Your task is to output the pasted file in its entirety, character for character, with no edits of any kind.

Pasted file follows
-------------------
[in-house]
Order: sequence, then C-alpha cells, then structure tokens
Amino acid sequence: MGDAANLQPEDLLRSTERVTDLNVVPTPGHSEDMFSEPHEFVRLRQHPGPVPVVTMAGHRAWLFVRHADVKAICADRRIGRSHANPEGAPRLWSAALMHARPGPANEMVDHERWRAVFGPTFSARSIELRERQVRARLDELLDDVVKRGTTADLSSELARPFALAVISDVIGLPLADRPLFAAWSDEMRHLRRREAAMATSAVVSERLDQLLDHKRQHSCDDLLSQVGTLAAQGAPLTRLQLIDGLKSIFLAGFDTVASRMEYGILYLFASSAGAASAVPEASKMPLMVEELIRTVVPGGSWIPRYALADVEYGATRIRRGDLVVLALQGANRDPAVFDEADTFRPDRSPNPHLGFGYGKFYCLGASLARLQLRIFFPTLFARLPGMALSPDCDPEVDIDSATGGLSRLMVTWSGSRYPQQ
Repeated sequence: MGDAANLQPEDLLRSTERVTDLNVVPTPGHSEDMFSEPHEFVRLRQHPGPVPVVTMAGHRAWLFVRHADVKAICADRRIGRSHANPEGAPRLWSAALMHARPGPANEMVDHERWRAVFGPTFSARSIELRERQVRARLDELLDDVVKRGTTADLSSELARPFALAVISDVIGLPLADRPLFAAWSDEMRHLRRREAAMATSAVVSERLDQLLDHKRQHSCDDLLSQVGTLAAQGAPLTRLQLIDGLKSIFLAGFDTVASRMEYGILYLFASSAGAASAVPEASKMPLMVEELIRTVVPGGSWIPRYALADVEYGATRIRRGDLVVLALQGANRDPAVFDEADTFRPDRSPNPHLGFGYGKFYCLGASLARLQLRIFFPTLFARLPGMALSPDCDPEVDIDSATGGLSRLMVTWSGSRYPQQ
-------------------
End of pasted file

[in-house]
Order: sequence, then C-alpha cells, then structure tokens
Amino acid sequence: MGDAANLQPEDLLRSTERVTDLNVVPTPGHSEDMFSEPHEFVRLRQHPGPVPVVTMAGHRAWLFVRHADVKAICADRRIGRSHANPEGAPRLWSAALMHARPGPANEMVDHERWRAVFGPTFSARSIELRERQVRARLDELLDDVVKRGTTADLSSELARPFALAVISDVIGLPLADRPLFAAWSDEMRHLRRREAAMATSAVVSERLDQLLDHKRQHSCDDLLSQVGTLAAQGAPLTRLQLIDGLKSIFLAGFDTVASRMEYGILYLFASSAGAASAVPEASKMPLMVEELIRTVVPGGSWIPRYALADVEYGATRIRRGDLVVLALQGANRDPAVFDEADTFRPDRSPNPHLGFGYGKFYCLGASLARLQLRIFFPTLFARLPGMALSPDCDPEVDIDSATGGLSRLMVTWSGSRYPQQ
Repeated sequence: MGDAANLQPEDLLRSTERVTDLNVVPTPGHSEDMFSEPHEFVRLRQHPGPVPVVTMAGHRAWLFVRHADVKAICADRRIGRSHANPEGAPRLWSAALMHARPGPANEMVDHERWRAVFGPTFSARSIELRERQVRARLDELLDDVVKRGTTADLSSELARPFALAVISDVIGLPLADRPLFAAWSDEMRHLRRREAAMATSAVVSERLDQLLDHKRQHSCDDLLSQVGTLAAQGAPLTRLQLIDGLKSIFLAGFDTVASRMEYGILYLFASSAGAASAVPEASKMPLMVEELIRTVVPGGSWIPRYALADVEYGATRIRRGDLVVLALQGANRDPAVFDEADTFRPDRSPNPHLGFGYGKFYCLGASLARLQLRIFFPTLFARLPGMALSPDCDPEVDIDSATGGLSRLMVTWSGSRYPQQ